MANUSCRIPTSVersions and Manuscripts

Throughout our 60 years as a denomination we, in the Free Presbyterian Church of Ulster, have used exclusively the Authorised Version of the Bible. Our advocacy of the Authorised Version has been one of our core distinctives and must be examined in a study of this nature. Contrary to the opinion of many, however, we do not read the Authorised Version because we are rather fond of the old traditional text. Rather, our love of this particular translation is founded upon a conviction that this is the most accurate version of God’s Word in existence today. Faithfulness to the original manuscripts must be the leading consideration in our choice of translation. The Psalmist wrote “the commandment of the LORD is pure”, teaching us that in the Hebrew and Greek manuscripts God’s Word was without error, infallible. If this is so, then it is vital that a translation of Scripture remains as close as possible to the original text, therefore preserving as far as possible the purity of the word.

We believe that the Authorised Version is superior in this regard because of the family of Greek manuscripts that the New Testament is based upon. There are no manuscripts which contain the entire New Testament. Rather there are fragments of whole books or part books. These manuscripts, however, when collated together have been classified by scholars as falling in one of two families:

Traditional Text


Originated in Syria

(early centre of Christianity)


Thousands of Manuscripts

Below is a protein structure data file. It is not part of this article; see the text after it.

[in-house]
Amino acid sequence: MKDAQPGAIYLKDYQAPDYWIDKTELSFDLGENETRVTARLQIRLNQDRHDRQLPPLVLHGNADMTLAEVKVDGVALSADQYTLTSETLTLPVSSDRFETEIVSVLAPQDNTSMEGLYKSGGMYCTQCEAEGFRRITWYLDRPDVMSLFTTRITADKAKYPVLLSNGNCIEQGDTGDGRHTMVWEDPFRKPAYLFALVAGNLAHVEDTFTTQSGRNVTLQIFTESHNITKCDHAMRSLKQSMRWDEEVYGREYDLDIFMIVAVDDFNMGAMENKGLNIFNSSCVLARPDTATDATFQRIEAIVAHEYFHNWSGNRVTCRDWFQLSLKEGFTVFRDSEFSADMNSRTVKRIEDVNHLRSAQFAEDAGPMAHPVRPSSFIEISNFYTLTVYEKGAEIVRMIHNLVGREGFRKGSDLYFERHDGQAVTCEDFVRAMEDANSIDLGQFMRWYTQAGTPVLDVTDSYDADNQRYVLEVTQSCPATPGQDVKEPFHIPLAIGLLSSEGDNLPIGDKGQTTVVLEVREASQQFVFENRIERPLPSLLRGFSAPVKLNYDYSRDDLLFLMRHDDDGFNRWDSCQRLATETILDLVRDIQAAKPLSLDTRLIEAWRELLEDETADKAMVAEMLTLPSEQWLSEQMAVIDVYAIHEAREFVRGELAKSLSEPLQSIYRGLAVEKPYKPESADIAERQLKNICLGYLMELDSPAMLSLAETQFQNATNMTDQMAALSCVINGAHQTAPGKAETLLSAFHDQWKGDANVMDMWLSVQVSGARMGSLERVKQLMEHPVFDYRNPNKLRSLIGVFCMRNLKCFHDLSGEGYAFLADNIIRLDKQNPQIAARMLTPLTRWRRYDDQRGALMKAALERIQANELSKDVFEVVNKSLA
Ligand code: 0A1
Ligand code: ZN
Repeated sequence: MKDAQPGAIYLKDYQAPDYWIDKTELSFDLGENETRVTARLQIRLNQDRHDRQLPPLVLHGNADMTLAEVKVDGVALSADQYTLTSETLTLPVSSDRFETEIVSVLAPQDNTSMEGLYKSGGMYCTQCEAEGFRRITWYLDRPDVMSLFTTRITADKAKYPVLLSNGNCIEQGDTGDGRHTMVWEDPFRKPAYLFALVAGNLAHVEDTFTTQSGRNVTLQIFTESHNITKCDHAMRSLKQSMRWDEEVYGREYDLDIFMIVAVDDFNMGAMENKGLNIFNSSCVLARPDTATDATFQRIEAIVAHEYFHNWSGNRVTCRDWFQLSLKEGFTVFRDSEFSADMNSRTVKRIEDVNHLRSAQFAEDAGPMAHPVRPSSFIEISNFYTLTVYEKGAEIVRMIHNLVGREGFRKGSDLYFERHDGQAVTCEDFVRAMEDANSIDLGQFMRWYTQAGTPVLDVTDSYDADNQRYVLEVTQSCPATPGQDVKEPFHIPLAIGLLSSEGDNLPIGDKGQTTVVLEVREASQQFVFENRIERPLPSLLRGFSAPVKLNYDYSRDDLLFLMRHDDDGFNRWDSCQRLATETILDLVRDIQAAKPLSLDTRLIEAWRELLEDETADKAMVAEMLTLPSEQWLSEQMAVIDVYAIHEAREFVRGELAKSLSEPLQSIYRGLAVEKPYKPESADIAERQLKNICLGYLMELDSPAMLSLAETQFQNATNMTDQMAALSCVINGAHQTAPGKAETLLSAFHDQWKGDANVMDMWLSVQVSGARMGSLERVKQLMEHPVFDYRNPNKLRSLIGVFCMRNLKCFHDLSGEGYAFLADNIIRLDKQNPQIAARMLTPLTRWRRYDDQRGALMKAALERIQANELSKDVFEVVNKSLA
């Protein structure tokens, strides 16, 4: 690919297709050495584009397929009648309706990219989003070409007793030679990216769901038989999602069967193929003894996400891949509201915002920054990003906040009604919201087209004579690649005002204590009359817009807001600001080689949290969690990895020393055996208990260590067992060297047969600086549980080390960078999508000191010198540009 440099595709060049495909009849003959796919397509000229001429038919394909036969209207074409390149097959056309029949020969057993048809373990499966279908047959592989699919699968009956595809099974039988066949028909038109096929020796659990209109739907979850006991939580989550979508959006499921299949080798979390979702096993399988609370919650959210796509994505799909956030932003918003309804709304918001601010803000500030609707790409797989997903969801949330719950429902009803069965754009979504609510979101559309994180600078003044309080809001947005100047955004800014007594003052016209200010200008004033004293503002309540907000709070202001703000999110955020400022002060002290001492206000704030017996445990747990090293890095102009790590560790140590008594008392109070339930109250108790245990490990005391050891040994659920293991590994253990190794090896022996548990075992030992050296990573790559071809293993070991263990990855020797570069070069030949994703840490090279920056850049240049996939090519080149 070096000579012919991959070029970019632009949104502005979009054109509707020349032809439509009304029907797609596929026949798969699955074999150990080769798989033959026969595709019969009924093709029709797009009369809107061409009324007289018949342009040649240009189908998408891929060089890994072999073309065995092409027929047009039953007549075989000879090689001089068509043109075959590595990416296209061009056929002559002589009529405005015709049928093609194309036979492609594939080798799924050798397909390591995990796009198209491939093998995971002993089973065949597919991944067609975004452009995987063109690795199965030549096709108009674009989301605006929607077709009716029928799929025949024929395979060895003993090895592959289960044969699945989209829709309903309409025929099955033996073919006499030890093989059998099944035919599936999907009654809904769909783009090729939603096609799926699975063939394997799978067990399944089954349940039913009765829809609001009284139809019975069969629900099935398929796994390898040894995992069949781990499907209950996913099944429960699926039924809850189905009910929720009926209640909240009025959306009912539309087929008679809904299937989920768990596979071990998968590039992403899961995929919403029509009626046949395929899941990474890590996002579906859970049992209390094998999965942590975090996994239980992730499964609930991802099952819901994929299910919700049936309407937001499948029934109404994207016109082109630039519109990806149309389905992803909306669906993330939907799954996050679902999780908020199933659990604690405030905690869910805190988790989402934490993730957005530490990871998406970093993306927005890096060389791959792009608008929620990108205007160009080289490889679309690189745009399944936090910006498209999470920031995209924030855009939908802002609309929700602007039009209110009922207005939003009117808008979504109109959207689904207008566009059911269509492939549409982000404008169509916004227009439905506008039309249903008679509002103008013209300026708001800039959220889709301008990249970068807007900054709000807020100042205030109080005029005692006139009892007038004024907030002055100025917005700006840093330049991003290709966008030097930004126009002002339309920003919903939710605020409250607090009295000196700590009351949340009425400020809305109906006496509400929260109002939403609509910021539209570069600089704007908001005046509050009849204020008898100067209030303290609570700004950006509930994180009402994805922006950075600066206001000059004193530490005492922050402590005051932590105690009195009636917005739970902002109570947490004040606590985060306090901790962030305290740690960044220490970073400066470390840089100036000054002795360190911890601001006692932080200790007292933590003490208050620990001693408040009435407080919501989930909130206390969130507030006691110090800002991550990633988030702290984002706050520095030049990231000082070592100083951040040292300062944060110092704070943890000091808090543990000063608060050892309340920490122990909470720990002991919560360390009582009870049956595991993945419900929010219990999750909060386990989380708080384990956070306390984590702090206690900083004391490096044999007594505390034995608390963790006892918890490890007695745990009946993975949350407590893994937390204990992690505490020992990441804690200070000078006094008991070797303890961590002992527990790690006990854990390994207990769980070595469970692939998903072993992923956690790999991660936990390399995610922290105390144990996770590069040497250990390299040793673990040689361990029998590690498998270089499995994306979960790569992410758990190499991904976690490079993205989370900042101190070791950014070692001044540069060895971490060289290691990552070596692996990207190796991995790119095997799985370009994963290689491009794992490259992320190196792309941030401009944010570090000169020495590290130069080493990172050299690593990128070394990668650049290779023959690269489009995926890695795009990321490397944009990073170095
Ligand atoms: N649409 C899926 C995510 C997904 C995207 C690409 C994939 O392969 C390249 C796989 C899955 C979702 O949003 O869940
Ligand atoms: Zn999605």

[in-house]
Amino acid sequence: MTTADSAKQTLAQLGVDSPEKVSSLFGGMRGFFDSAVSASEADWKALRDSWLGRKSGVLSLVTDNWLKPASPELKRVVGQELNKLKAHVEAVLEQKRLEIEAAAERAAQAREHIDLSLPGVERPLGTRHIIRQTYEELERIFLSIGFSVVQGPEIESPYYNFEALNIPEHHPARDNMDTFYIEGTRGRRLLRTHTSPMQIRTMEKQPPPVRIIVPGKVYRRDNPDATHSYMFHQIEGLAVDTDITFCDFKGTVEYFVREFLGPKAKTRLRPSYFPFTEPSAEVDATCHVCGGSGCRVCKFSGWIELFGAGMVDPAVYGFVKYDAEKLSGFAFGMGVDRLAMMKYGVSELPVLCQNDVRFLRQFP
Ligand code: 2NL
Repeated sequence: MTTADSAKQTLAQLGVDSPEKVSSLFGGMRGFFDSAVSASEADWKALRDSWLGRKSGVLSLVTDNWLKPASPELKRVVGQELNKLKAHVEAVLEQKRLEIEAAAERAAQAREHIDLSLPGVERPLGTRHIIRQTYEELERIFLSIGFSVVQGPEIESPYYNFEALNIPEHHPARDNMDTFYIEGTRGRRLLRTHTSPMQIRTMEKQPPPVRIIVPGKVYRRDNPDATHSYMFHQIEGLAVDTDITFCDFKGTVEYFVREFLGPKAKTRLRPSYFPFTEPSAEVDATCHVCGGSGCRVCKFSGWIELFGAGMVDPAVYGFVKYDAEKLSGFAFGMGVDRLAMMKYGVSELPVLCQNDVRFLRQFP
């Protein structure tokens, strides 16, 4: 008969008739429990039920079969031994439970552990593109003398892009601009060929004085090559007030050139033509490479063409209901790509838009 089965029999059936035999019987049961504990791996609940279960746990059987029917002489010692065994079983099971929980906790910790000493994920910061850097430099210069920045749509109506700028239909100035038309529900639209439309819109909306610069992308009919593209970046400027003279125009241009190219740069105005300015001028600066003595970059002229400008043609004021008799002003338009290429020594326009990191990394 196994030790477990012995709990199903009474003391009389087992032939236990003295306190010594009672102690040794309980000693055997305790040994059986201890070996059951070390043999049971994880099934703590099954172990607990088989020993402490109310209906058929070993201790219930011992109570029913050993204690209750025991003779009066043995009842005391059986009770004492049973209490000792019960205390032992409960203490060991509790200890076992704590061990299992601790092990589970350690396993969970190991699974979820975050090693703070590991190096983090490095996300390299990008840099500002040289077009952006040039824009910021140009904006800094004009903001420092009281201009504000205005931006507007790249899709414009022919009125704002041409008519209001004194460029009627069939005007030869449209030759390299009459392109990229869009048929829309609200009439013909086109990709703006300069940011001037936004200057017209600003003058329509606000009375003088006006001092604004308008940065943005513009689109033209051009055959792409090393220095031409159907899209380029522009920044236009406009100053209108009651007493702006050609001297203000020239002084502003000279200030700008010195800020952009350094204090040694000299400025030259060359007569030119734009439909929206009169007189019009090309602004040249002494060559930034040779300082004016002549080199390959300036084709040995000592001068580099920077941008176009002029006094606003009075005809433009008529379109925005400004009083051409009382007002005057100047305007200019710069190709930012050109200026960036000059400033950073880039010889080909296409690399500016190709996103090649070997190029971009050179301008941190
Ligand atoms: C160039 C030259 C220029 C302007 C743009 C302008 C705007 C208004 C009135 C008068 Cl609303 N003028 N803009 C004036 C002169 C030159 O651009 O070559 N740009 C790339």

which support each other


The Greek Text compiled by Erasmus, the Renaissance Scholar


The Received Text, compiled by Robert Stephens in 1550.


Luther’s German Bible, Tyndale’s Translation, Geneva Bible, Authorised Version, New King James Version

Alexandrian Text


Alexandria was the home of an early heresy called Gnosticism


Very small group of Manuscripts

(about 5 in total)


The Wescott- Hort Text


The Revised Version, NIV, ESV and the New NIV

The Traditional Text is superior because it is the family of manuscripts which were used by the early church. We know this because these manuscripts are relatively new in comparison to the Alexandrian Text. Some claim that the Traditional Text is weak because the manuscripts on which this is based are centuries away from the original documents (the autographs). In reality, their time in history is a strength because it proves that the older documents became unreadable through usage, necessitating the need for more copies. The sheer number of manuscripts which belong to the Traditional Text bares this out. Of the 5,338 Greek manuscripts in existence some 80% – 90% of them are from this family. For 1500 years until the invention of printing these works were passed down through the generations by handwritten copies. If the Traditional Text is indeed the text used by the church then it is the text which God has miraculously preserved. God who inspires his word for the good of the church will also preserve that word for the church to use. The church can never at any time be without the Word of God.